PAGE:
If a dose is missed and it not near the next scheduled dose, it could be ok to take it. If it close to the next scheduled dose, it will be better to skip the dose. The drug is potent and consuming an extra dose should never be considered.

While the drug is effective at getting an individual to stop their alcohol use, Disulfiram alone is not sufficient to treat alcoholism. DIsulfiram should be a small portion of the continuum of care that is filled with medical detoxification, residential treatment, therapy, counseling, and 12-step programs.

Side Effects of Disulfiram

Disulfiram has been used as a means of treatment for nearly 65 years, and it has enjoyed a high level of success. It is an established medication to treat someone with an alcohol use disorder effectively, and the reason it has reached this level of success is its relatively low side effects. The side effects will lessen or disappear within a few weeks. Unfortunately, there is a risk when you are consuming any medication, and it is essential to be aware of the potential side effects. These include:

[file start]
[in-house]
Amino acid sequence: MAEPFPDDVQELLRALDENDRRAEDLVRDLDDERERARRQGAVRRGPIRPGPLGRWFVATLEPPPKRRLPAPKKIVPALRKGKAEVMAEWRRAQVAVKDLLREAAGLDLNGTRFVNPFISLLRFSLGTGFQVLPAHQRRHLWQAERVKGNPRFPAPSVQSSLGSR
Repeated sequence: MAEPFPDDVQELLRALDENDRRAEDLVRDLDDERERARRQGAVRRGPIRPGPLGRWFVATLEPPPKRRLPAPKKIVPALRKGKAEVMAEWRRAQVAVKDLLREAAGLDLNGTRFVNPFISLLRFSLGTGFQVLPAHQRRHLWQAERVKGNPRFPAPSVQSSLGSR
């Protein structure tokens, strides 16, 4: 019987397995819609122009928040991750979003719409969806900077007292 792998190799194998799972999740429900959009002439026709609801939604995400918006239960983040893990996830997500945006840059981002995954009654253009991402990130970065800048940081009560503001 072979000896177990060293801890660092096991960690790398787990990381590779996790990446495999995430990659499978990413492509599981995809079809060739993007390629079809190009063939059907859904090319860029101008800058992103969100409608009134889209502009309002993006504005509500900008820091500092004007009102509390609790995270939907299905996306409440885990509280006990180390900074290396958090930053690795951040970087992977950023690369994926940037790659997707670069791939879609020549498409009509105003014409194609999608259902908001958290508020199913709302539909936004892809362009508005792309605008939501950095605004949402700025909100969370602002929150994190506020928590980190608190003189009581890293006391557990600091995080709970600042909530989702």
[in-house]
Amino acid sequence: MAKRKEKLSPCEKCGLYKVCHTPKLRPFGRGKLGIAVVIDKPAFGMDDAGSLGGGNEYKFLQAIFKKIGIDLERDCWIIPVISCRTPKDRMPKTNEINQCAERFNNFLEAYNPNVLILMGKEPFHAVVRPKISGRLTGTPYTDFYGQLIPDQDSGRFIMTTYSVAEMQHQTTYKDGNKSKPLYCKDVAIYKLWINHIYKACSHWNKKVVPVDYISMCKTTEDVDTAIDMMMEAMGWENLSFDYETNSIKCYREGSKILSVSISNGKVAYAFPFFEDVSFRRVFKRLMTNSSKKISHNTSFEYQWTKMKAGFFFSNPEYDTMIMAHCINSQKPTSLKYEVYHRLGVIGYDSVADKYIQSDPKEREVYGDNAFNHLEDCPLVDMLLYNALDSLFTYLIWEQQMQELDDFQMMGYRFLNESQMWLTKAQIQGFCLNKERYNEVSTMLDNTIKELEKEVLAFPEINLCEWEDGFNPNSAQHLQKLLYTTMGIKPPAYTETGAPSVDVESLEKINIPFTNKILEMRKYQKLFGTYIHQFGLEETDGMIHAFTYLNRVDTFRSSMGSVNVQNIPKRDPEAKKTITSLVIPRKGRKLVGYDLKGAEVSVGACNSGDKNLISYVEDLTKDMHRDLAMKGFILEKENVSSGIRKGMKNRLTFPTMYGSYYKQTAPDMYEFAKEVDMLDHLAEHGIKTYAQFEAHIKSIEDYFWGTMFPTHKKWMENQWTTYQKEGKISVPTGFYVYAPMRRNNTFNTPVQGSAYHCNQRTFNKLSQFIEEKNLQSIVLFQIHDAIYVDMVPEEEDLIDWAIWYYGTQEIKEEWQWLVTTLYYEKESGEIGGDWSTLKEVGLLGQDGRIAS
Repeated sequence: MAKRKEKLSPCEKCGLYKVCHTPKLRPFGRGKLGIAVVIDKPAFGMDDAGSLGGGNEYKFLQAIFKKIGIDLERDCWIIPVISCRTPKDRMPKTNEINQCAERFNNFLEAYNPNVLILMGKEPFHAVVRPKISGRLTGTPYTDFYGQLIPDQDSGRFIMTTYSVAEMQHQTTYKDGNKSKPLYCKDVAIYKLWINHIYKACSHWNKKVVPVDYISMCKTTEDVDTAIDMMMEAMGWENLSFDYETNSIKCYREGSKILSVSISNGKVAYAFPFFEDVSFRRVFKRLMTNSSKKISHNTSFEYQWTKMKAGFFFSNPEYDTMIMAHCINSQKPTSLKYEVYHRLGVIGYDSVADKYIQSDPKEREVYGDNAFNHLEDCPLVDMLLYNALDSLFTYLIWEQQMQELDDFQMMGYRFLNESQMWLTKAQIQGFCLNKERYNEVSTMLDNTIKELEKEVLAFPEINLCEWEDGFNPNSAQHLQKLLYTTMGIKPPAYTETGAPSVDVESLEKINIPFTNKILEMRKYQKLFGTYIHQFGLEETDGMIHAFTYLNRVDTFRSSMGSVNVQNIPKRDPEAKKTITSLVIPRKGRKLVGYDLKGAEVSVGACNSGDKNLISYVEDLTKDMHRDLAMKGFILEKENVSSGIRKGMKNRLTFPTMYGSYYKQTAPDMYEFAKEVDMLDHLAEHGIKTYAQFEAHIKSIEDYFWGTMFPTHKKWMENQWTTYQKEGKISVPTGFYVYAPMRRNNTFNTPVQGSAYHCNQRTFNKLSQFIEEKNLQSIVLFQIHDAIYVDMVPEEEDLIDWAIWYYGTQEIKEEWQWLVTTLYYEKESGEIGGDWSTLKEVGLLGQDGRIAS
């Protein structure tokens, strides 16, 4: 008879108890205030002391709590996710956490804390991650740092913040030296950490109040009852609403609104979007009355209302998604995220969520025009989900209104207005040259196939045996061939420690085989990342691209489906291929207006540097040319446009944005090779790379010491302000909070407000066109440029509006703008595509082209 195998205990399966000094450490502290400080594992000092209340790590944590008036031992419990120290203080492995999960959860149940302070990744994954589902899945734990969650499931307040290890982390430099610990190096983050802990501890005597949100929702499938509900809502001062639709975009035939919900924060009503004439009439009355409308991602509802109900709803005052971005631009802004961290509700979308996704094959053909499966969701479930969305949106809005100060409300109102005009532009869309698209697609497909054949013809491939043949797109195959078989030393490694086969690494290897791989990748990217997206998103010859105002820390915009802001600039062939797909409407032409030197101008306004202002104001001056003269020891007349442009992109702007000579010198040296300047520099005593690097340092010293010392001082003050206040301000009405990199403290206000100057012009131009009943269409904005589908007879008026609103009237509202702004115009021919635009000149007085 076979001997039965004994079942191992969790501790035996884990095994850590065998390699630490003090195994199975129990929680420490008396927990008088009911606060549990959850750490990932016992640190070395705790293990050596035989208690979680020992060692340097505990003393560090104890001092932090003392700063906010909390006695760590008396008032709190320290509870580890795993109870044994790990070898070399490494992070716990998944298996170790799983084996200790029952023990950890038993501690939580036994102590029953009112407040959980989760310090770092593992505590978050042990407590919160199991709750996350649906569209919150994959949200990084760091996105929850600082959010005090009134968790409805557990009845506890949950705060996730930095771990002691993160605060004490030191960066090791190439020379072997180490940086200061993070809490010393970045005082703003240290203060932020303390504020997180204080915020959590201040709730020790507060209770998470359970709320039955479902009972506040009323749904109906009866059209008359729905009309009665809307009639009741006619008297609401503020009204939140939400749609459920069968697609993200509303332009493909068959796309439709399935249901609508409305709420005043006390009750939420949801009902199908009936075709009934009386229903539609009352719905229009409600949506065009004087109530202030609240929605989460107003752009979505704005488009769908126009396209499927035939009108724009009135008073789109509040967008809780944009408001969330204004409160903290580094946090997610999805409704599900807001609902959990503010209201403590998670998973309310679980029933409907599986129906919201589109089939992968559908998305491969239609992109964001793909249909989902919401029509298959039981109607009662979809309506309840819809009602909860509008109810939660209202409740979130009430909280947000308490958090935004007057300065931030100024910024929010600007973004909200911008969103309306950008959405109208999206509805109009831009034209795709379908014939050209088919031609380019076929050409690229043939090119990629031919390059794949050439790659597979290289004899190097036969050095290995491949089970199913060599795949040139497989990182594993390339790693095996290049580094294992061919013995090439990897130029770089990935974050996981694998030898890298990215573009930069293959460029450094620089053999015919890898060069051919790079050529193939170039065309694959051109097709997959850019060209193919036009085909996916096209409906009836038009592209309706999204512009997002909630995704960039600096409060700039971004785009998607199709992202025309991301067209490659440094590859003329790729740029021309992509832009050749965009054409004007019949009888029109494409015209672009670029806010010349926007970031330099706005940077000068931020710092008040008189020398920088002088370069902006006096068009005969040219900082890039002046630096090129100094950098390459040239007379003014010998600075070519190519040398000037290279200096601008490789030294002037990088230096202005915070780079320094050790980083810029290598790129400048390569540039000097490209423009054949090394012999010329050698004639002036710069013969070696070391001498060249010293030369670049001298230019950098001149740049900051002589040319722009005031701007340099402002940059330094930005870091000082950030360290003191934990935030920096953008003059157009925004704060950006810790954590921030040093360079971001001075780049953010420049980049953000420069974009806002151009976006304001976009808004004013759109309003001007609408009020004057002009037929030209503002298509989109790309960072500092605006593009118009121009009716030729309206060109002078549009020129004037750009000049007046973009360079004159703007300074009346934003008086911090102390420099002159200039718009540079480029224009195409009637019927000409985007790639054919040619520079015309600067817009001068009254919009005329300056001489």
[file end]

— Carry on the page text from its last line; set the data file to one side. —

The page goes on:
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  • Metallic taste
  • Headaches
  • Drowsiness
  • Sexual dysfunction
  • Acne

There are some other less common, but more side effects of Disulfiram that include:

  • Hepatitis
  • Liver toxicity
  • Optic neuritis
  • Peripheral neuritis and neuropathy
  • Psychosis
  • Delirium
  • Hypersensitivity to the drug
  • Reactions with other medications

While side effects are less common, they do occur, and if you were to experience anything that is listed above, you must immediately contact your doctor to discuss your options. Remember, you should only consume Disulfiram if you are serious about your sobriety. If you are ready to take the path toward a better life, the team at Maryland House Detox are ready to hear your story. There is no better time than the present to start your road to a sober tomorrow.

Start Your Journey To Recovery Today

Alcoholism is a severe disease that requires intensive detox to overcome safely. Not only is the disorder itself dangerous, but the withdrawals can potentially be fatal. Maryland House Detox provides you with the options you need. Many people go on to live full lives outside of alcoholism, and you can be one of those people as well.

Learn more about your addiction treatment options and how to overcome your addiction by calling our treatment specialists at Maryland House Detox. Call (888) 263-0631 today and take your first steps toward sobriety.